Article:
Jagged, rusty, finger-like spokes split the air, guided in a slow forward approach by the steady grip of their once militant Nicaraguan owner. A recovered medieval torture device or a grossly over-sized fork – a novice gaze saw only the crude, splintering wooden handle held purposefully before a wide grin under the shade of a mariachi mustache. “Así, con la mano. ¡Vamos!” [Like this, by hand. Let's go!]
Independence Day, September 15th, a Wednesday. Elegant cotton rays of red, white and blue fluttered across town as a backdrop to the distant, celebratory drum line. School uniforms filed past the town center in a rush to join the rising crescendo of shouts, car horns and whistles already developed further West. Over-eager families continued to wrestle for the few remaining patches of shade that clung to the main roadway. Neighbors' probing eyes and stretched-forth necks culminated in a single shared thought: “¡Ahorita!”
A far-flung glimpse of a lone flag pole quickly transformed into the surrounding bellow of the high school drum corps. Trumpets, saxophones, xylophones – melody joined rhythm in radiating the often evocative but here distinctly Caribbean “Buffalo Soldiers.” Advancing in close pursuit young men and women weaved through a set of formations as Central America's flags fluttered and twirled in a beautifully metrical display of color and fraternity.
Once past, eager crowd members merged with the wall of banners and marchers at the processional breech. Avoiding both collision and commitment, La Guaria's resident norteamericano carefully navigated the final meters of asphalt before arrival at the restaurant entrance. The screen door swung, first open then shut, as the pale figure quietly disappeared inside.
As sunset approached, the metallic gate to the East of the restaurant creaked open. With its bloated shadow ambling ahead, a lone figure cut through the heavy afternoon air en route to the town center. In contrast to the morning activity the afternoon landscape betrayed the listless yet familiar atmosphere surrounding the plaza. The more unimaginative of residents crowded into their usual tree-covered corners to drain bubbling golden fluid from protective glass bottles. An occasional head swung around, offering an unsteady saludo to the light-haired novelty hopping past.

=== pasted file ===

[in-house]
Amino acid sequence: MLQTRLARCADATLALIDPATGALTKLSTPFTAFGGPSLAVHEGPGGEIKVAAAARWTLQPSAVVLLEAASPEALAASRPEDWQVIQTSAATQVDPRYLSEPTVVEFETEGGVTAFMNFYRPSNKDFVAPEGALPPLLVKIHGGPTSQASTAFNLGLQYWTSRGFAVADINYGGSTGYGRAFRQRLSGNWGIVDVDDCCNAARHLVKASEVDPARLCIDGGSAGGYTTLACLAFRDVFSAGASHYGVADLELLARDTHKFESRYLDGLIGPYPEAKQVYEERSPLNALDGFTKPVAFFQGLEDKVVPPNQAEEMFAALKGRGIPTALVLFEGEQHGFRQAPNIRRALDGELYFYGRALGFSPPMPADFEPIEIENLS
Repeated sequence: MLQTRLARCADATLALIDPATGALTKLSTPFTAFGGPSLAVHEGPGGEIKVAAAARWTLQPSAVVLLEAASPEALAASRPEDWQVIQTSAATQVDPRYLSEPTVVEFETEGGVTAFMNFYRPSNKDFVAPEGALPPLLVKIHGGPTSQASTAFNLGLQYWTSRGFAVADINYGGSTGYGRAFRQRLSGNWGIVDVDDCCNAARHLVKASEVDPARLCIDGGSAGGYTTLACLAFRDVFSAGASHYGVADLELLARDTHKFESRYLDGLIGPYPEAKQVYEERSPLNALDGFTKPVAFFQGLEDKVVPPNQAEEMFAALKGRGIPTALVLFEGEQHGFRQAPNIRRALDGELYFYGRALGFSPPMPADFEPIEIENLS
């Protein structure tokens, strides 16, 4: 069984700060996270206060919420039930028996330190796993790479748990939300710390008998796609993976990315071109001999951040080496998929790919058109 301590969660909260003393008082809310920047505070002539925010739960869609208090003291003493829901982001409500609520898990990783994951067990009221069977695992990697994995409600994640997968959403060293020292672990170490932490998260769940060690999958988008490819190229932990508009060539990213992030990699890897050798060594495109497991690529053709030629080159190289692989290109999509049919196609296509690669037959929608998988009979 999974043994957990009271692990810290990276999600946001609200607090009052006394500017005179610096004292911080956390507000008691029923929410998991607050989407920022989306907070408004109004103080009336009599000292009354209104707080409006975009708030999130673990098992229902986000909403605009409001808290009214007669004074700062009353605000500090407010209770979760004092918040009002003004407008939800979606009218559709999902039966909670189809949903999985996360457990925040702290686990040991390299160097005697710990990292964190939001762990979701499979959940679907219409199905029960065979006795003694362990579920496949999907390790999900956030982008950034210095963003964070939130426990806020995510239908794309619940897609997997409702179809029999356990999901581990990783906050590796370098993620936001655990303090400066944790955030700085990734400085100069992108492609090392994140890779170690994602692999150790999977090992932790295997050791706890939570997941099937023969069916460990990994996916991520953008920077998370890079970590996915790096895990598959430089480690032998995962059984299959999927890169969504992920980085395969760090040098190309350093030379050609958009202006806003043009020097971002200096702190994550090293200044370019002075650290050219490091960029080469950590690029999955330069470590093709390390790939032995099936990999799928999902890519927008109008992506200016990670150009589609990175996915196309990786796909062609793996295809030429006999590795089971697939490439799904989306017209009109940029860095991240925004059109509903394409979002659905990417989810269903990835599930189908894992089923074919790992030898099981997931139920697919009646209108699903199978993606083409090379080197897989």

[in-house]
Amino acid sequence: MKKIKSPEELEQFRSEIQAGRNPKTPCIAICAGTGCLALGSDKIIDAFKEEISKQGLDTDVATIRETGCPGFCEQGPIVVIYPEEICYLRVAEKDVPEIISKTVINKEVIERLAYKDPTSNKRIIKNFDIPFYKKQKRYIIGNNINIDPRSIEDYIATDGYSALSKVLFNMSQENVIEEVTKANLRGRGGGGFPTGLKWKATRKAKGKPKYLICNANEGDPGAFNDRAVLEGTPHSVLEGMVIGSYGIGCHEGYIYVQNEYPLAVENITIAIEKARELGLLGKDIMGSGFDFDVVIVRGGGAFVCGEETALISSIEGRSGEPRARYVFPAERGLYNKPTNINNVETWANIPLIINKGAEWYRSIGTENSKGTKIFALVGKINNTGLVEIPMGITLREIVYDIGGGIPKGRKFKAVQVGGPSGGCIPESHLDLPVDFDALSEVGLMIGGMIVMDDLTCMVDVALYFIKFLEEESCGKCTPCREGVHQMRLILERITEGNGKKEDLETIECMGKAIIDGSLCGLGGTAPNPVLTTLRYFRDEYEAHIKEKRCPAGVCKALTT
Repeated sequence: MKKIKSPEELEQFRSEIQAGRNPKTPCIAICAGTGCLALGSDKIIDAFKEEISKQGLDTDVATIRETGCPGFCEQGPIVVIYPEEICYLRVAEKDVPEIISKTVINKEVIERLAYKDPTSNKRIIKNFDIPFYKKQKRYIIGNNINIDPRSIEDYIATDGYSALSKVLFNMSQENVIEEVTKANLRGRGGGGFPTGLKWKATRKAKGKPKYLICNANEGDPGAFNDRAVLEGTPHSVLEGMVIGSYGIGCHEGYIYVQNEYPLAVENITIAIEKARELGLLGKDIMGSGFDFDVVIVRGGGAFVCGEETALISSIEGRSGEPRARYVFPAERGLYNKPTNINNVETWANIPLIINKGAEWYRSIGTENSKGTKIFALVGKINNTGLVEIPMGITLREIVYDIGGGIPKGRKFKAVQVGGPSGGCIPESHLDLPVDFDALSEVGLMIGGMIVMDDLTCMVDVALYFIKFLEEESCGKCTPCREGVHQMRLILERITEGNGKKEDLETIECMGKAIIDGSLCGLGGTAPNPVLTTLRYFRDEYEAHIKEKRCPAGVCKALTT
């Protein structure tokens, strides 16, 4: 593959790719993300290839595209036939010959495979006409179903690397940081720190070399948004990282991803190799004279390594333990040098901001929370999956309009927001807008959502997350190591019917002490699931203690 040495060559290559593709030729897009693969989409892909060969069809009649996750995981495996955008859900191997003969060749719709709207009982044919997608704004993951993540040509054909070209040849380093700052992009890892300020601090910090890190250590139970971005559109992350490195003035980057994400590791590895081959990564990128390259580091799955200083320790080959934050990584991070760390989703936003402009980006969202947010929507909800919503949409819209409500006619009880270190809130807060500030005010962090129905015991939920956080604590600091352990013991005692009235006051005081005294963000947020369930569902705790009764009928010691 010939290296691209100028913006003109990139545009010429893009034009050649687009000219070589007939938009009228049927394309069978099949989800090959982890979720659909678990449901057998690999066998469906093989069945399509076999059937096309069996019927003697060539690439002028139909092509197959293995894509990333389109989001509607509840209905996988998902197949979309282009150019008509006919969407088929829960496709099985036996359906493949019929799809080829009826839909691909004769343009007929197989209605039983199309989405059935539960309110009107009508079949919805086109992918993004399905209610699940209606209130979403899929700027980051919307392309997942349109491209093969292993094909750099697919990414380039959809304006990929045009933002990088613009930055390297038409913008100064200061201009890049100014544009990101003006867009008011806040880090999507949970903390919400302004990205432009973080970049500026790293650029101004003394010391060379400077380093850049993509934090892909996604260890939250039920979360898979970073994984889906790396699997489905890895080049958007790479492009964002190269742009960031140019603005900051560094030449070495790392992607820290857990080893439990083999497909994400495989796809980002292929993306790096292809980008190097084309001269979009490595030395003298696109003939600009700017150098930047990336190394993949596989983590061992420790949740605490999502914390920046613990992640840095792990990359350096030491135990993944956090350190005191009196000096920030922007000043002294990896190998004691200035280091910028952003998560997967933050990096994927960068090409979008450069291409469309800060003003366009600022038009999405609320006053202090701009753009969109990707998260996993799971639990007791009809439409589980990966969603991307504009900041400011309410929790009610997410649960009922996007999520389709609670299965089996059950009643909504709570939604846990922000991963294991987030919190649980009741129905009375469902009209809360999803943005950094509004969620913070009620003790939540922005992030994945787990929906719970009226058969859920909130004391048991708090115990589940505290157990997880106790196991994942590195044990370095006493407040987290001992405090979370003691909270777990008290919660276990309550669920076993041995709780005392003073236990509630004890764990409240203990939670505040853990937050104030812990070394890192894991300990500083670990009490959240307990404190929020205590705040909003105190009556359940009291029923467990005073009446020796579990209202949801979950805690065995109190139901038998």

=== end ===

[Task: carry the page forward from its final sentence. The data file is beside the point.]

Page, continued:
Celebrations continued under the guise of children's laughter, four grinning faces skipping freely in gamely pursuit between the community hall and neighboring concrete church. Through a window in the background two adults maintained a lively discussion, one brandishing an instrument of doubtful purpose before the other's bemused and animated face. Across town the emerging sound of cricket-song arose in welcome of local residents returning exhausted from a day of festivities. Three bicyclists, two notably darker composed than the third, vanished into the setting light. Night had set-in to rest a national soul dancing to an independent hymn.
Having left their bicycles on the dark, dirt path above, a trio of galoshes splashed expectantly into the trickling creek below the banana crested hillside. A torch flickered on to softly illuminate the aquatic world beneath rubber-clad feet. Clouds blocked all but the most piercing of stars, leaving vision as the untrustworthy companion to hearing. A small splash and dull thud was quickly followed by a cry of triumph, the voice's owner extending an arm towards his nearby companions. Artificial light glistened across the moist, defeated figure of a five-inch long crayfish, it's unbridled energy stilled between the protruding metal spokes that forced it aloft. Smiles stretched wide between the fishermen, a Nicaraguan Pastor and his Costa Rican parishioner. Independence Day, 2010 thus closed with the scent of pond water soaking through trousers, a bag bulging from a fresh catch and an evening devoid of the star that lends the Valle de la Estrella its name. And who's to know - perhaps the gringo learned something.